Busy day yesterday being one crew member short and at the same time trying to prepare a bit for the potential rain tomorrow. I say one crew member short, but not really – just one of the four of us on vacation. Most farms of our type that I know don’t really do summer vacations but for me it’s important to be able to take some time in the summers to recharge and so I make that an option for everyone on the crew and I’m happy when people take advantage of it – and even happier when they come back, refreshed!
The share this week is heavy on the tomatoes, and with a little luck, it’ll continue to be for the next few weeks (more notes on tomatoes in a follow up post soon). Cucumbers and summer squash continue to be staples, but they’re slowing down a bit. Two Ailsa Craig sweet onions this week, and we’ll be giving out a lot more onions in the next few weeks. Lettuce, celery and carrots round out the share – all a bit ragged from various summer stresses, but still tasty.
In preparation for potential rain tomorrow, one of our tasks yesterday was getting the storage onions whose tops are drying down out of the field so they don’t get wet. We still have one more round of sweet onions to give out in the next few weeks, as well as some more red onions. We’re also pulling in all of the shallots and storage onions and we’ll give some of those out before the end of summer, and some of them we’ll hold onto to put into the early fall shares.
In addition to pulling in onions yesterday we managed to plant escarole for the fall shares, one of my favorite fall salad crops! I also seeded watermelon radishes, Gilfeather’s turnips (more of a rutabaga, but ultimately better than any other turnip or rutabaga), and hakurei turnips – all for the fall shares. A little cooling rain tomorrow should actually help these germinate nicely.
For the farm stand we’re harvesting padron peppers, some chard bunches, trebona beans, tsakoniki eggplant, and we might have a few extra summer squash and cucumbers. Basil is available for special order, and next week we’ll start having the Ulysses sauce tomatoes for special order as well. The u-pick area has lots of cherry tomatoes, padron peppers, the first jalepeños, many herbs and cut flowers – and they all need to be picked so don’t be shy. Stay tuned for more information on tomato varieties (or look back through the social media posts from last summer for my notes then – pretty much the same as this year I think).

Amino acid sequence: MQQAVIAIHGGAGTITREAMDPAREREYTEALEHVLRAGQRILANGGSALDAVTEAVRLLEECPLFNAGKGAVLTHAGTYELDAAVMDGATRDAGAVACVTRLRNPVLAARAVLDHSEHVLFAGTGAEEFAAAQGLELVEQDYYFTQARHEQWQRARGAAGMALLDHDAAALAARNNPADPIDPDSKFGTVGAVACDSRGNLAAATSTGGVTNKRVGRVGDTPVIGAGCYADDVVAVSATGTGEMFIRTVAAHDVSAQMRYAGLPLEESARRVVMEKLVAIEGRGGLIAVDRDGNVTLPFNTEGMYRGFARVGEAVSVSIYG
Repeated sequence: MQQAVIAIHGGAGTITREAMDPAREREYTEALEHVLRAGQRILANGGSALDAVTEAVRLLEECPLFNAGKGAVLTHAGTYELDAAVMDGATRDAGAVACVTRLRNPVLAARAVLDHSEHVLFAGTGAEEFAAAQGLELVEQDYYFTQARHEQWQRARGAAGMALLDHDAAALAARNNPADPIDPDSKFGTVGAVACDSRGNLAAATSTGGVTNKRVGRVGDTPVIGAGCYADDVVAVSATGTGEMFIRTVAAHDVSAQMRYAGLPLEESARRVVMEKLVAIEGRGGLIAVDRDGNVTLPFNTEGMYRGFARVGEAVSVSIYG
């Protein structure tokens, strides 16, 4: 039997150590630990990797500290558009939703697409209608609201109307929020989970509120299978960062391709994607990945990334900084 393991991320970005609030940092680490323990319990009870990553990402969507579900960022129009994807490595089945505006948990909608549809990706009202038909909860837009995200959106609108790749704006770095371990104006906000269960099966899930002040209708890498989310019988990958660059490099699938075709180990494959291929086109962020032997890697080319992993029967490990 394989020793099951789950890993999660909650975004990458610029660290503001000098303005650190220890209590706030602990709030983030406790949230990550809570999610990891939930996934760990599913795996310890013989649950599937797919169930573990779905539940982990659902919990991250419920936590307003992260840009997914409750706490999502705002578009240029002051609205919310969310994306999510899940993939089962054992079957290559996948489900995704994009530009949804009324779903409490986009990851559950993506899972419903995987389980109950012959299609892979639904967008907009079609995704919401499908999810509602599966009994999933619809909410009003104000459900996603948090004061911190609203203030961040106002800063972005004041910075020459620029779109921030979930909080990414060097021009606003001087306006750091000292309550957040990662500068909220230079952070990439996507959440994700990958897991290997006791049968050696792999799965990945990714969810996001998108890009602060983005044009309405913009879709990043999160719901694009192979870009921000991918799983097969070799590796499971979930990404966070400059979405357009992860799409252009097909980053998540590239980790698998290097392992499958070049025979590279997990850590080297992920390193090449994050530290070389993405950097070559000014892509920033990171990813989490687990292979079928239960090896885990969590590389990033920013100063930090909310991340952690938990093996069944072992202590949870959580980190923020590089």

Last week my good friend and fantastic farm Photographer Shawn Linehan came and took some photos. I think I’ve mentioned that I’ve been a little too busy to take many photos this year, and I’m terrible about getting photos with people in them, so it was especially nice to have her get photos with both the crew and some of our wonderful CSA members. A link to the full gallery is here.
On the topic of flowers (which is why I picked that particular photo above), our CSA member, Sarah Fry, who has been offering beautiful bouquets through the farm stand just let me know that her garden is transitioning back to fall veggies right now so this week was the last week of flowers from her. Fortunately we have an abundance of blooms in the u-pick section – and they’ll keep producing more if you pick them, so pick lots! The same goes for the herbs, padron peppers and cherry tomatoes, and I think I saw some other hot peppers starting to ripen as well.
Back to predicting what we’ll be harvesting next week, likely candidates are: lettuce (butter or romaine, not sure which yet), more sweet onions, summer squash, cucumbers, a few stalks of celery, and many tomatoes. The summer squash and cucumbers seem to be slowing down a bit, but we had a big tomato harvest Thursday and I expect it won’t be our only big one.
There are a few other possible items for the share that I’m keeping my eye on. The chard is producing well, but I’m not sure I want to over do it so we’ll probably take a week off. Sweet peppers and eggplant are slow this year. We sampled the eggplant on Thursday but my guess is that we’ll only be putting it in intermittently over the next month or two. Peppers look like they’re another week or two away, but I could be surprised. At some point soon we’ll be digging more potatoes, could even be next week. Beets are the other crop that comes to mind, but I think those might also need another week or two to size up, we’ll see on Monday.